Excited Delerium Cocaine Psych


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Excited Delerium Cocaine Psych

  1. 1. Sudden Custody Death Who’s right and who’s wrong?
  2. 2. Excited Delirium & SCDS <ul><li>The victims of SCDS usually have levels of identifiable foreign agents in their system that trigger abnormal behavior, actions, reactions or personal conduct. They die in ambulances, emergency rooms, trauma centers and under the immediate care of trained and highly skilled medical personnel. </li></ul>
  3. 3. COCAINE Psychosis <ul><li>Original studies of these fatalities in custody began back in the 80’s in Miami with Metro-Dade police. The studies began as an attempt by medical examiners to understand why people were dying in police custody. There was no apparent reason for the death. So, why did they die? </li></ul><ul><li>Studies broadened as examiners found these deaths were not just occurring with police arrests </li></ul><ul><li>Common denominator in these deaths… the level of cocaine found post mortem in toxicology results </li></ul>
  4. 4. Research Findings <ul><li>1. Overdose - 6 mg/l (milligrams per litre) </li></ul><ul><li>2. Cocaine psychosis victims as low as .6 mg/l </li></ul><ul><li>Physiological symptoms..seizures, high temps, dilated pupils </li></ul><ul><li>High % had been “hog-tied” </li></ul>
  5. 5. HYPERTHERMIA <ul><li>Psychostimulant drugs such as amphetamines, amphetamine derivatives, and cocaine can produce a number of potentially lethal effects </li></ul><ul><li>Psychostimulant overdoses can cause cardiovascular compromise, seizures, and hyperthermia. </li></ul><ul><li>Hyperthermia is a common result due to severe doses or overdoses </li></ul><ul><li>Hyperthermia also occurs in lower doses of psychostimulants and may cause rhabdomyolysis. </li></ul><ul><li>Activation of particular dopamine receptors in the central nervous system may cause psychostimulant induced hyperthermia. </li></ul>
  6. 6. Excited Delirium <ul><li>Continued fatality studies reveled behavioral similarities between cocaine psychosis victims and those under the influence of other drugs. </li></ul><ul><li>Sometimes even the lack of having taken certain prescription drugs could cause a similar response in abnormal behavior (such as lithium in the case of certain manic depressants) </li></ul><ul><li>New term - excited delirium - came about </li></ul>
  7. 7. Symptoms and behavioral patterns <ul><li>bizarre and aggressive behavior </li></ul><ul><li>dilated pupils </li></ul><ul><li>fear </li></ul><ul><li>high temps (106-108) </li></ul><ul><li>hiding behind things </li></ul><ul><li>irrational, incoherent speech </li></ul><ul><li>jumping into water </li></ul>
  8. 8. symptoms <ul><li>panic </li></ul><ul><li>paranoia </li></ul><ul><li>profuse sweating </li></ul><ul><li>public disrobing </li></ul><ul><li>self-inflicted injuries </li></ul><ul><li>shivering </li></ul><ul><li>shouting </li></ul>
  9. 9. symptoms <ul><li>seizures </li></ul><ul><li>unexpected physical strength </li></ul><ul><li>violent behavior (general) </li></ul><ul><li>violence towards others </li></ul><ul><li>violence towards objects (glass) </li></ul><ul><li>watch for more than one symptom </li></ul>
  10. 10. CASE HISTORIES <ul><li>1. Minneapolis tree climber </li></ul><ul><li>2. Minneapolis man on Lyndale </li></ul><ul><li>3. Minneapolis north side incident </li></ul>
  11. 11. Positional Asphyxia <ul><li>The position of the body interferes with the person’s ability to breath. </li></ul><ul><li>Interference with proper breathing produces an oxygen deficiency (hypoxia) in the blood which disturbs the body’s chemistry and can create a condition for fatal rhythm disturbance in the heart. </li></ul>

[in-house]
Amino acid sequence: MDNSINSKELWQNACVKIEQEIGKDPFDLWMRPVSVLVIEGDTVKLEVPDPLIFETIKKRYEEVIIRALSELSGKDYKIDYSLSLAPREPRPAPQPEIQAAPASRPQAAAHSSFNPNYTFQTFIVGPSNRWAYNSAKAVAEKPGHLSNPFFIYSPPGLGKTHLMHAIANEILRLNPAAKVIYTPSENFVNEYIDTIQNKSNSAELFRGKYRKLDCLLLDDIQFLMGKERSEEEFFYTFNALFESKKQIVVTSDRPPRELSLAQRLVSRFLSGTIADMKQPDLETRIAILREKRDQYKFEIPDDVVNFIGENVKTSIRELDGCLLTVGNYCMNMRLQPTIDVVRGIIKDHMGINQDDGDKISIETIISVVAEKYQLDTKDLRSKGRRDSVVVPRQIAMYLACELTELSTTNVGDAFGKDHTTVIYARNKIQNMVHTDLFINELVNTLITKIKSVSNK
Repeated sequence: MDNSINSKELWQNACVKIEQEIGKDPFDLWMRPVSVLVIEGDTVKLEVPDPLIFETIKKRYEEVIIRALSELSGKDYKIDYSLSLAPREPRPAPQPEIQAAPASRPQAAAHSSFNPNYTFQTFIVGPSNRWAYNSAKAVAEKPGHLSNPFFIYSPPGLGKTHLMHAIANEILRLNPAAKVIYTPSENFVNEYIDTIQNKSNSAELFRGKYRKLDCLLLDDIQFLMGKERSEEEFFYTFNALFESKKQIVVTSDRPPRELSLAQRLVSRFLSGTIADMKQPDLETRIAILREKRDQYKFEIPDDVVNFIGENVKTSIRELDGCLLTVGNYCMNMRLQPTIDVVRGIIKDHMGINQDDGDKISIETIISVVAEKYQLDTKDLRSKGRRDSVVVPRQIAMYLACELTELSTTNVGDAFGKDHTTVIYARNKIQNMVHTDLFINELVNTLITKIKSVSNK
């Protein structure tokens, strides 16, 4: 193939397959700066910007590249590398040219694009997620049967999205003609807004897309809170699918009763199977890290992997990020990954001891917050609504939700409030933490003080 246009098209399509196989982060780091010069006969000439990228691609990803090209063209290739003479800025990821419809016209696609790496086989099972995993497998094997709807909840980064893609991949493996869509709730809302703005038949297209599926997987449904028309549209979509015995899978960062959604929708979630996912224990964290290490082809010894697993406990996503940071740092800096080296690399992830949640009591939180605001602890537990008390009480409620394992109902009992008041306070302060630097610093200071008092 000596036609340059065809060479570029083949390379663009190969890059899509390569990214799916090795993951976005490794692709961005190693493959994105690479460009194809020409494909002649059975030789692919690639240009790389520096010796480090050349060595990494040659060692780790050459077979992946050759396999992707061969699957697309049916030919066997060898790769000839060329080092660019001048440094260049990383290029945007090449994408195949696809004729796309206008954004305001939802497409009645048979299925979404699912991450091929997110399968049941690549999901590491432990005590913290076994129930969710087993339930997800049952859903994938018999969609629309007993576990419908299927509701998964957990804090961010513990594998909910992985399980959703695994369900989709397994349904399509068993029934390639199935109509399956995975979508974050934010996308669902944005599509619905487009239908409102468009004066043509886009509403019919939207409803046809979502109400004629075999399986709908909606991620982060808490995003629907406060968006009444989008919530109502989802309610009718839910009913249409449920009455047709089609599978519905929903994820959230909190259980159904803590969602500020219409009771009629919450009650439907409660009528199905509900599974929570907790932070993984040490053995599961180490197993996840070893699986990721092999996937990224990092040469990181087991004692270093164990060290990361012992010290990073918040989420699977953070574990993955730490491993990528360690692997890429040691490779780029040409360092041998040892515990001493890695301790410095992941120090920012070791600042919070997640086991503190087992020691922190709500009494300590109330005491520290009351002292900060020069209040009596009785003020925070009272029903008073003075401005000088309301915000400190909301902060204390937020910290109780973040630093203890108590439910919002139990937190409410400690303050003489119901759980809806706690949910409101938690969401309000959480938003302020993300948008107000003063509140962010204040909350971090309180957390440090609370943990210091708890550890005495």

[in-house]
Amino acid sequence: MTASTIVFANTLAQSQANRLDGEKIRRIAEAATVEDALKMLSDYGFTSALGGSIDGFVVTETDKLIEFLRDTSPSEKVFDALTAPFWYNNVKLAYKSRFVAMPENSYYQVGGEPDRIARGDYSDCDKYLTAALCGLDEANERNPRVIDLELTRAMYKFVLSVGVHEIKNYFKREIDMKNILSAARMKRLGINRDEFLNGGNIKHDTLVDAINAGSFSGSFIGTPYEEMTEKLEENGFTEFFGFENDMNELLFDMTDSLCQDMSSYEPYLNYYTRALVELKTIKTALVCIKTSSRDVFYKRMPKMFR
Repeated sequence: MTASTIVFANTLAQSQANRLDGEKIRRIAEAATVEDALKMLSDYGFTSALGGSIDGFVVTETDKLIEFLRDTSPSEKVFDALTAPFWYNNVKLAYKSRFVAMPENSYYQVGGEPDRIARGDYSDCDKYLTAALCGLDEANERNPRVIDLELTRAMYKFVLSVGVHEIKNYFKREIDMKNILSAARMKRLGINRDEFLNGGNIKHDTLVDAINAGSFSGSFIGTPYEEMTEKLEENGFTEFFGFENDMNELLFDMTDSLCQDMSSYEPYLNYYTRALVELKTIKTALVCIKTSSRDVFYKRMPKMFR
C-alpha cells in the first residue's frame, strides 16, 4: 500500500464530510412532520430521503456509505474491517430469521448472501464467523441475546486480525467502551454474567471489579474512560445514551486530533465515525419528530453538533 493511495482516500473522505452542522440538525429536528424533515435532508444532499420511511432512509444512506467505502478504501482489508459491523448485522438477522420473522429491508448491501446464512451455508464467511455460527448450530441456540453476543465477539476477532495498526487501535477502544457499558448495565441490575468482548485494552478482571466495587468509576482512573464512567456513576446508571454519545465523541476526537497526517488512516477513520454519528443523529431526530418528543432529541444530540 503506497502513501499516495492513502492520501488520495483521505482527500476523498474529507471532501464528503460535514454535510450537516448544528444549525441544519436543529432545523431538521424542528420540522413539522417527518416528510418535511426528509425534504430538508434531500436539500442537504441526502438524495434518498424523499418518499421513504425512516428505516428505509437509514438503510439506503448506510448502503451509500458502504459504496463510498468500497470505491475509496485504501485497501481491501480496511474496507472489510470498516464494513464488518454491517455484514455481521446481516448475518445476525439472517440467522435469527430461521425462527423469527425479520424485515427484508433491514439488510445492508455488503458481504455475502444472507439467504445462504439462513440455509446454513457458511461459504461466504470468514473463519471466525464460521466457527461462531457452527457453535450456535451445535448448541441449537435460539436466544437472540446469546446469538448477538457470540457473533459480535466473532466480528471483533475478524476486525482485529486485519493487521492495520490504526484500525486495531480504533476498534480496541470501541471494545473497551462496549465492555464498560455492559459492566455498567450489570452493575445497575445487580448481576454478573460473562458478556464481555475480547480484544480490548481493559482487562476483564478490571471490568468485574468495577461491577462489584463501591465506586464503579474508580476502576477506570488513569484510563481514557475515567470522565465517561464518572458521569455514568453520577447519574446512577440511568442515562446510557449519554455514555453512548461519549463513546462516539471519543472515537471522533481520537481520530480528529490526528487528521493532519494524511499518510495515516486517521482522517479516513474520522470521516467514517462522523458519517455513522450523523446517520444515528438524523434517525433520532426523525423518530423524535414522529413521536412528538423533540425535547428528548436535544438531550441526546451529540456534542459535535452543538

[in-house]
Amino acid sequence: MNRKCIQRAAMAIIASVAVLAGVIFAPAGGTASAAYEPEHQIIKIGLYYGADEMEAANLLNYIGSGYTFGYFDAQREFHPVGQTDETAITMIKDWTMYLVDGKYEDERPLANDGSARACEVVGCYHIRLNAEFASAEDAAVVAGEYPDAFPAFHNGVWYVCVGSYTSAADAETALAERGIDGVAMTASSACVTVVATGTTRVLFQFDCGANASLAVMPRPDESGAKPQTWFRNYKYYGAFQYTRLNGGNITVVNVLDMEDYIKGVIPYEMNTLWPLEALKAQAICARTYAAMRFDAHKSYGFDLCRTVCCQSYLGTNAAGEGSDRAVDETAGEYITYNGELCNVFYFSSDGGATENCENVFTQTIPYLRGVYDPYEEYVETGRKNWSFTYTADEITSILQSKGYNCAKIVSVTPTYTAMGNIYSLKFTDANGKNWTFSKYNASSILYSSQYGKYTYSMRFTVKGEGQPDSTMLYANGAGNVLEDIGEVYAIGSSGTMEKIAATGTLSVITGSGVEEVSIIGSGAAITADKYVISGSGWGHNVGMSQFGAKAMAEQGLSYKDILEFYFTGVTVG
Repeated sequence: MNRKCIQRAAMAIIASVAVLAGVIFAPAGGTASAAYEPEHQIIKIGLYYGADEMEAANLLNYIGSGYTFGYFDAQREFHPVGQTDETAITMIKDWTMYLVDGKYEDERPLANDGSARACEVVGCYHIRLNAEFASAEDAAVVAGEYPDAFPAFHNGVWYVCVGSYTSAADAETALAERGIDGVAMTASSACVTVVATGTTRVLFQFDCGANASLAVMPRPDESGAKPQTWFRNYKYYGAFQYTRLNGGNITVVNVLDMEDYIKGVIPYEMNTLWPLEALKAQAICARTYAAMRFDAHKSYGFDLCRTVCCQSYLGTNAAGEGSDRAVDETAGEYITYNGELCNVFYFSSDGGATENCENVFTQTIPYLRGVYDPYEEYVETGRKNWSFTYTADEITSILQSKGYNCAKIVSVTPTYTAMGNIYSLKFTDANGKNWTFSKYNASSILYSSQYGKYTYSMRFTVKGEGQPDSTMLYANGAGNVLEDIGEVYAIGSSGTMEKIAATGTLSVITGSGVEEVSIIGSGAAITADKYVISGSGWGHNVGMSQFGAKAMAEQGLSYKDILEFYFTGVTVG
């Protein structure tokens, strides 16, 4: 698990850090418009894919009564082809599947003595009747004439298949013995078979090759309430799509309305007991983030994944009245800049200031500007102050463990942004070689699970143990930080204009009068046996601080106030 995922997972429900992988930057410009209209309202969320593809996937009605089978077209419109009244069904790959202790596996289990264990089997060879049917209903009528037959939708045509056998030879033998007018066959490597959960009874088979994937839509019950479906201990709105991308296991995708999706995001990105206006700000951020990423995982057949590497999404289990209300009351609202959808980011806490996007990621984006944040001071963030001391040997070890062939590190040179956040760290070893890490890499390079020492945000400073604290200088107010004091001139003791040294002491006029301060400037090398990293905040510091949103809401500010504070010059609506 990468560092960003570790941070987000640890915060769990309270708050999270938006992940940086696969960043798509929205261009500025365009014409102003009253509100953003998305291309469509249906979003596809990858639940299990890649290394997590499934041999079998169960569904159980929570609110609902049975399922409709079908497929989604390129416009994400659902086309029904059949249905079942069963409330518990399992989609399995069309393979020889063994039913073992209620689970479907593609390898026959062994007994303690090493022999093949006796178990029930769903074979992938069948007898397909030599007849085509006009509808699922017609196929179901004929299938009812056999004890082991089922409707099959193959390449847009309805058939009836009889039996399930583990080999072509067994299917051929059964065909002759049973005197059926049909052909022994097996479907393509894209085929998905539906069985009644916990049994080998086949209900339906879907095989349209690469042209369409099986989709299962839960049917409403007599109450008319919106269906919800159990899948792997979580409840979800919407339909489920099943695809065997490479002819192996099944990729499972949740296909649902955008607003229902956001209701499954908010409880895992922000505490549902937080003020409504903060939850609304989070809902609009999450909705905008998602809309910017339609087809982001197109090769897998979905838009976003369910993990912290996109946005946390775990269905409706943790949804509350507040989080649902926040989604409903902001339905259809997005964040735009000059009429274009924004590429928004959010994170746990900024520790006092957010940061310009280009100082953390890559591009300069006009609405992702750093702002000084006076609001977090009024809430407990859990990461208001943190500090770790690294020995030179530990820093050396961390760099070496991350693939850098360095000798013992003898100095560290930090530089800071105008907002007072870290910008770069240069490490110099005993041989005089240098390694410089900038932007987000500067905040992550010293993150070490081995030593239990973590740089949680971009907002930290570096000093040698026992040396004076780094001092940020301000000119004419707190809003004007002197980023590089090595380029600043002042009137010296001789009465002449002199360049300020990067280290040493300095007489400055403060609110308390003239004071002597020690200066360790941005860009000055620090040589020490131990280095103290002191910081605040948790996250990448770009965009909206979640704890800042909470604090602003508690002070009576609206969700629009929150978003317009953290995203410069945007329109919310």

12. 12. DR. Reay’s study <ul><li>Pub. 1988 - Am. J. Forensic Med. Pathology </li></ul><ul><li>concluded that after exercise (or violent struggles) blood oxygen levels decrease. </li></ul><ul><li>“ Hog-tie Restraints” prevent these levels from rising again because it impairs the mechanical process of inhaling and exhaling. </li></ul><ul><li>Lactic Acidosis occurs and subject cannot exhale enough of the carbon dioxide that builds up. </li></ul>
  13. 13. DR. Thomas Neuman’s study <ul><li>1988 case - Price v. County of San Diego </li></ul><ul><li>Tests conducted at UCSD Medical Center </li></ul><ul><li>finding - blood oxygen levels do not decrease after exercise (struggle). The blood maintains enough oxygen. </li></ul><ul><li>hog-tie restraint impairs normal breathing to an extent but does not affect blood oxygen or carbon dioxide levels. </li></ul><ul><li>Methodological and logical flaws of Reay’s study were explained </li></ul><ul><li>Reay retracted his findings </li></ul>
  14. 14. U.S. Court of Appeals 10th Circuit Cruz v. City of Laramie, WY <ul><li>Holding: Hog tie on suspects with diminished capacity considered excessive force in Sec. 1983 action. </li></ul><ul><li>Court’s understanding is that a hog tie is binding legs to hands with 12 inches or less of separation. </li></ul><ul><li>Did not reach the question as to whether all hog tie restraints were a constitutional violation per se , but did hold that applying this technique when a subjects diminished capacity is apparent is unreasonable . </li></ul>
  15. 15. Drugs, Death, and Blame <ul><li>Always keep in mind that people that exhibit symptoms and behavioral patterns suggesting cocaine psychosis or excited delirium are experiencing a medical emergency </li></ul><ul><li>Manic depressants taking Lithium will sometimes discontinue taking their meds. These subjects often appear to be in a state of Excited Delirium and may well be. </li></ul><ul><li>Excited Delirium is regarded as a “medical emergency with a psychological presentation” </li></ul><ul><li>BEWARE of SUDDEN TRANQUILITY </li></ul><ul><li>Try to minimize the appearance of “mishandling” suspect. </li></ul>